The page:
“We got creative, because [agreement] was something both sides wanted. He’s extremely happy. We’re all very happy. We’re still kind of pinching ourselves to make sure this is really true. This is a match made in heaven.”
Peter Greenberg, Johan Santana‘s agent, after his client signed a six-year, $137.5 million dollar extension upon being dealt to the New York Mets.

“We were looking at our watches all the time.”
–Mets general manager Omar Minaya

“The figures were where, 10 years ago, I never thought they would be. It’s either pay now or pay more next year [when Santana could have become a free agent]. And there was no guarantee he’d be available then.”

“We wanted to use the little time we had in the best way possible.”
–Mets president Jeff Wilpon

“It’s very strange when you have a player in the room. I asked him, ‘Are you a math teacher? How much do you know?'”

–Minaya, on negotiating face to face with Johan. (Marty Noble,

“At one point, with Jeff, Johan and I sitting in the room, Johan told him, ‘I know what I can do, I know what I’m worth, I want to bring a championship to this team.'”

“I think we almost exceeded our expectations. I can’t wait to go to spring training. I can’t wait to have Johan join us.”
–Minaya (Ben Shipgel, New York Times)


“I hope the new ballpark will allow us to keep our core players longer. But you’ve still got to make good baseball decisions, regardless of payroll. And I think you’ll find that this organization has made pretty good baseball decisions over the last two decades.”

–Twins general manager Bill Smith (Jayson Stark,

“I think the Twins are wrong. They’re going into a new stadium, a taxpayer-funded stadium. Their owner [Carl Pohlad] is the richest owner in baseball. And this guy [Santana] isn’t just another player. Since Kirby Puckett, has there been a more important player on the Minnesota Twins than Johan Santana? I don’t think so.”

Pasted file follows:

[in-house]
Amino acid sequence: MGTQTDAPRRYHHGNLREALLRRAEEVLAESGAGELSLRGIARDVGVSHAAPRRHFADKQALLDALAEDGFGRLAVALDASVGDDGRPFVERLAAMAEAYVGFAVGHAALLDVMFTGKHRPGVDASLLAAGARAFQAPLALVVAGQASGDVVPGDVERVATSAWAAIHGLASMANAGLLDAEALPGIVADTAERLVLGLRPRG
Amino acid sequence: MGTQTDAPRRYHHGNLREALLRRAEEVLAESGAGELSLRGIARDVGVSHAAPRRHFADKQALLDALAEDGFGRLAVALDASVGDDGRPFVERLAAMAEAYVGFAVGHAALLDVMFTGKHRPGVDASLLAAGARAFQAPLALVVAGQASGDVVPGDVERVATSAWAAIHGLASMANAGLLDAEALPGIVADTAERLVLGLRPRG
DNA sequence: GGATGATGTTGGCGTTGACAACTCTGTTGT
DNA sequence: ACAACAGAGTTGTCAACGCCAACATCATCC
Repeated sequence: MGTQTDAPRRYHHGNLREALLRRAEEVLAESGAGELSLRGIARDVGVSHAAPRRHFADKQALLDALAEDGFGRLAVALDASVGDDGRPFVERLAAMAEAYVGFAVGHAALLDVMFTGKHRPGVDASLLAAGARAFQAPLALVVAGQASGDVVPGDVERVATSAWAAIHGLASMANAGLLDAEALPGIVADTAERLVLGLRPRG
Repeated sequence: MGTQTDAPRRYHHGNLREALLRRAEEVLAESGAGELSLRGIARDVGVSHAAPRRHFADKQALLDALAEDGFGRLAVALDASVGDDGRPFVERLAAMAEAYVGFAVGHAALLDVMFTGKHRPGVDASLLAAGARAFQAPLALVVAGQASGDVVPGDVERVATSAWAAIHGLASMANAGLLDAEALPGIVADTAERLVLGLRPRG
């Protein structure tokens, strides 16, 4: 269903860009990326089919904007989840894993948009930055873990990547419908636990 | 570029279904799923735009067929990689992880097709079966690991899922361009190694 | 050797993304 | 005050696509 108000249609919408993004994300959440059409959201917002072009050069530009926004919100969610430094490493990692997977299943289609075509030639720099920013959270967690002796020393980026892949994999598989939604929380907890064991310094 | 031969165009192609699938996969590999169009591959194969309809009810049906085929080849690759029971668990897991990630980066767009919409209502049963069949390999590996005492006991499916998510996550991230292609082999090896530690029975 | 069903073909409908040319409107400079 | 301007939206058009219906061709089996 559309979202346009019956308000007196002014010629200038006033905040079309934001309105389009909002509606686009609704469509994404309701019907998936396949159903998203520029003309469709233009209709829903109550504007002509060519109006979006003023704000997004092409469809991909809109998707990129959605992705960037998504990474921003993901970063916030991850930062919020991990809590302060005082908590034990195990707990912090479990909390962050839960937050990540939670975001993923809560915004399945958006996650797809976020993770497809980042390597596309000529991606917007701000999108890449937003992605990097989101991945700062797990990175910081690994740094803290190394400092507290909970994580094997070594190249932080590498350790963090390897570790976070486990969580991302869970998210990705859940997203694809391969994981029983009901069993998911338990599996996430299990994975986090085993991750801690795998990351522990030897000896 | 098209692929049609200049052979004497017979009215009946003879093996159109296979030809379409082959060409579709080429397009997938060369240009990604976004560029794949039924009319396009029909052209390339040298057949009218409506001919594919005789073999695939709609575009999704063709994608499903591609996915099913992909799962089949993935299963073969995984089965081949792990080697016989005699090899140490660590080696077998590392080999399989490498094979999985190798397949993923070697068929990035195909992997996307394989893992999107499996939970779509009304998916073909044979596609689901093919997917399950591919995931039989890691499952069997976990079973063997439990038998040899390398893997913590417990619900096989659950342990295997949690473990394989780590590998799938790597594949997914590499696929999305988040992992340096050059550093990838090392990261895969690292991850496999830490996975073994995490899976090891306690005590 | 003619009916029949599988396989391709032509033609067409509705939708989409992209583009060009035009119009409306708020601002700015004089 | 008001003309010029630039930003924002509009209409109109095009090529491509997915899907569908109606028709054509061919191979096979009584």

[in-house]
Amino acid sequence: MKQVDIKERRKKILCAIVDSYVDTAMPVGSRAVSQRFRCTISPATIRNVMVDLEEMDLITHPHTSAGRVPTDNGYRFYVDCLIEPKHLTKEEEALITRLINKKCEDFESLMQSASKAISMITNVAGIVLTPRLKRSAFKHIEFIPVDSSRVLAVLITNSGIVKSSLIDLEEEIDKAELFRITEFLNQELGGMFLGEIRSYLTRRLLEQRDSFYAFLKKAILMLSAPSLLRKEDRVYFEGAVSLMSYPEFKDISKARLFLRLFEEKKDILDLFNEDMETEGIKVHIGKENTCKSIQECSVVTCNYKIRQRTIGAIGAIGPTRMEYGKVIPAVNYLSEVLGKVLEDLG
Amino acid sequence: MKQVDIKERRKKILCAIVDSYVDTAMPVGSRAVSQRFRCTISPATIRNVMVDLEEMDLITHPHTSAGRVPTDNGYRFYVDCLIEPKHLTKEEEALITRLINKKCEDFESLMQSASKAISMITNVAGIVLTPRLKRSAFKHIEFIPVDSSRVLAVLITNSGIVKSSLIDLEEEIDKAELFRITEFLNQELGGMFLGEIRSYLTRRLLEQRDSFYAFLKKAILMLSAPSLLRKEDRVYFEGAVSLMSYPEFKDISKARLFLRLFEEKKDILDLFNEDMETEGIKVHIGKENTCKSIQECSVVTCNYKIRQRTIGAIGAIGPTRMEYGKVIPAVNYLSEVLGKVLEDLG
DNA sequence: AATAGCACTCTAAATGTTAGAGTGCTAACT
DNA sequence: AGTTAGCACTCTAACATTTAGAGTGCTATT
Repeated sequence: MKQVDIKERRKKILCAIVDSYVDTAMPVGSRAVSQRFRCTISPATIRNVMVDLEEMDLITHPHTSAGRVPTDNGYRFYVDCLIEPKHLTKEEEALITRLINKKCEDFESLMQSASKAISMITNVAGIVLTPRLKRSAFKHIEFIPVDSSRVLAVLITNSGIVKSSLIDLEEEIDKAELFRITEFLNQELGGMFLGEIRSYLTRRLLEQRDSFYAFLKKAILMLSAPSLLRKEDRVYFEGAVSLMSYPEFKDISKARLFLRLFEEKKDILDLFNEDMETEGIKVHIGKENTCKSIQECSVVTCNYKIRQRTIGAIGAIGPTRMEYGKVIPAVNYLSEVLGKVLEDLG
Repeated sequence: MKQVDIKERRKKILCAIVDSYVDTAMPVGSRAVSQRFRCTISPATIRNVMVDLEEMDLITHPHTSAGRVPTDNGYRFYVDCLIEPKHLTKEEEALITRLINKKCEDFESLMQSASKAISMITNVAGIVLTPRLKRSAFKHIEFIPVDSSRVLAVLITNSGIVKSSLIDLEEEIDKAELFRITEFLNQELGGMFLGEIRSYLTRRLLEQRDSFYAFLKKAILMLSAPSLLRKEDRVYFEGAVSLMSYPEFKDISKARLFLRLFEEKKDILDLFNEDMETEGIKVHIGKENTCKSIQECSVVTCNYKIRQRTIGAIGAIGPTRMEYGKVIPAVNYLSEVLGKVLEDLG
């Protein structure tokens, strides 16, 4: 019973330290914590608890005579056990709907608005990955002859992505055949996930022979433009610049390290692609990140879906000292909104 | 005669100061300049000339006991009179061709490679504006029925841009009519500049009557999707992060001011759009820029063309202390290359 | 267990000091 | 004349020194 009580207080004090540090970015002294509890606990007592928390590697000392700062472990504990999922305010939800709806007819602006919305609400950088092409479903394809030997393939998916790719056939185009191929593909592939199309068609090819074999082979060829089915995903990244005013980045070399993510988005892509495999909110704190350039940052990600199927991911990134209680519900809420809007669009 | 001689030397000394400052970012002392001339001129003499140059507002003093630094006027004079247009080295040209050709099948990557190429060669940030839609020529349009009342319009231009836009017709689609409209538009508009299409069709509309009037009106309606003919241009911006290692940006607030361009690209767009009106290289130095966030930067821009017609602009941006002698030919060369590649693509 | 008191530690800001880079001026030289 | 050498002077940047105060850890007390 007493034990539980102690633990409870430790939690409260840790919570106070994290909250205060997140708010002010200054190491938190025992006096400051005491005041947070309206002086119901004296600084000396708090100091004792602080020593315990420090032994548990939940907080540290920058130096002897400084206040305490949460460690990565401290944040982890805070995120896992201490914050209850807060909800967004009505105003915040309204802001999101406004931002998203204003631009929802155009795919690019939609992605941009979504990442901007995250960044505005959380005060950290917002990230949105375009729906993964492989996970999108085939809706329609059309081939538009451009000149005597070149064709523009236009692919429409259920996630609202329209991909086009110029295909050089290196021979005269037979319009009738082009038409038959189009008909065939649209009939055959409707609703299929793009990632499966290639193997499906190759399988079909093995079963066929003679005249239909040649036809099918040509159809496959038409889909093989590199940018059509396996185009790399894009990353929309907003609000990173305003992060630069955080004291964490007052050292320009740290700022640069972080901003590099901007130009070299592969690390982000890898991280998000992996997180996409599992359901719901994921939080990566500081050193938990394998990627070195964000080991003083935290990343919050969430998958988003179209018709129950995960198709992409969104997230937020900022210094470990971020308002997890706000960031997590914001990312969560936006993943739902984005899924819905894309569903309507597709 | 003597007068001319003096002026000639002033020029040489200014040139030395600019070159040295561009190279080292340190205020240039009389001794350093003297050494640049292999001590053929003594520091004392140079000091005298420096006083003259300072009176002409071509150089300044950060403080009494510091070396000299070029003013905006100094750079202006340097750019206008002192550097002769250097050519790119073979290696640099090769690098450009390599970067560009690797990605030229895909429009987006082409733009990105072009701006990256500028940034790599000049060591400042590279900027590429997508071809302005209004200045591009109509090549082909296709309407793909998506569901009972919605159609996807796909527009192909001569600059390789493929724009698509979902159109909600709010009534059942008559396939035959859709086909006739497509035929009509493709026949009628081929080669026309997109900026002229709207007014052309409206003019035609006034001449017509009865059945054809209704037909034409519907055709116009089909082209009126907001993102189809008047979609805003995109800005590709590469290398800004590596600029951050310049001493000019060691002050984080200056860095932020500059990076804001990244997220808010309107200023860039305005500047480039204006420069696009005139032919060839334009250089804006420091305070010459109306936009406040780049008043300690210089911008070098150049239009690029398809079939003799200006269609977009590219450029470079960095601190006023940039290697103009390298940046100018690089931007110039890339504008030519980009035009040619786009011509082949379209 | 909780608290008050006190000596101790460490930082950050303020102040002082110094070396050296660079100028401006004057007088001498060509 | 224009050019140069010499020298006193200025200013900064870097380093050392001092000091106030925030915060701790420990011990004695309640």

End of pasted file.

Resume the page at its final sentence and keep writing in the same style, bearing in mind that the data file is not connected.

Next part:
–anonymous team official

“You don’t know where those picks are going to fall. You know they’re not going to be in the top 15 picks, anyway. And they might be two sandwich picks. Plus you have to pay for them. You have to sign those kids, and that’s not cheap anymore. At least when you make a trade, those guys are already signed. They’re already paid for.”
–anonymous NL executive, on the Twins preferring the Mets’ package to compensation draft picks for potentially losing Santana to free agency after the 2008 season.

“Remember, the sport is making a fortune. They’re taking in a ton of money from the central fund, [the internet], and revenue sharing. So it’s not that they can’t do it. They choose not to do it. I don’t know for a fact whether the Twins can afford a contract like that or not. But it’s not sensible to do it, whether they can afford it or not. Just because a team from New York does something doesn’t mean it’s smart for every team to do it … because even if you can afford it, your cushion is so much less.”
–anonymous executive (Jayson Stark,


“It isn’t the worst outcome for the Red Sox. We hold on to our deep farm system, and Santana ends up in the other league.”
–Red Sox chairman Tom Werner on not trading for Santana. (Phil Rogers, Chicago Tribune)

“We’d better enjoy [Josh] Beckett the next three years. Because we won’t be able to sign him after his deal is up after 2010.”